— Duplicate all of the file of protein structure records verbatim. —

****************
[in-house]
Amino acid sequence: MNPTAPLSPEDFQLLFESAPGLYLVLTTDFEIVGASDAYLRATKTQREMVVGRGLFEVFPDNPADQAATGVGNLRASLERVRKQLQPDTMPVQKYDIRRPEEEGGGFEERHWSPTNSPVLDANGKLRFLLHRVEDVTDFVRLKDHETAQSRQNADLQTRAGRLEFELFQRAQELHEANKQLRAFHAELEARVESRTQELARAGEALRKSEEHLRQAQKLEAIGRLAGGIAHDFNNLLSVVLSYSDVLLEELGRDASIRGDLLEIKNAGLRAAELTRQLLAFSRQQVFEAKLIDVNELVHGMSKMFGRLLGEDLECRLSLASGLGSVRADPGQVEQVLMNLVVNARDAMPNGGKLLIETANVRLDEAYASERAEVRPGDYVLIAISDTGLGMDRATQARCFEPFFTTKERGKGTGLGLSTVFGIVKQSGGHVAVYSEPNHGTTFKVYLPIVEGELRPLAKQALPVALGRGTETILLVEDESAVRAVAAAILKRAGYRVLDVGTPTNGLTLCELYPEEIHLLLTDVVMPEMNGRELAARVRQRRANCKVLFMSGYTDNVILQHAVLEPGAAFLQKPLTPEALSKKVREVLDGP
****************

[in-house]
Amino acid sequence: MNPTAPLSPEDFQLLFESAPGLYLVLTTDFEIVGASDAYLRATKTQREMVVGRGLFEVFPDNPADQAATGVGNLRASLERVRKQLQPDTMPVQKYDIRRPEEEGGGFEERHWSPTNSPVLDANGKLRFLLHRVEDVTDFVRLKDHETAQSRQNADLQTRAGRLEFELFQRAQELHEANKQLRAFHAELEARVESRTQELARAGEALRKSEEHLRQAQKLEAIGRLAGGIAHDFNNLLSVVLSYSDVLLEELGRDASIRGDLLEIKNAGLRAAELTRQLLAFSRQQVFEAKLIDVNELVHGMSKMFGRLLGEDLECRLSLASGLGSVRADPGQVEQVLMNLVVNARDAMPNGGKLLIETANVRLDEAYASERAEVRPGDYVLIAISDTGLGMDRATQARCFEPFFTTKERGKGTGLGLSTVFGIVKQSGGHVAVYSEPNHGTTFKVYLPIVEGELRPLAKQALPVALGRGTETILLVEDESAVRAVAAAILKRAGYRVLDVGTPTNGLTLCELYPEEIHLLLTDVVMPEMNGRELAARVRQRRANCKVLFMSGYTDNVILQHAVLEPGAAFLQKPLTPEALSKKVREVLDGP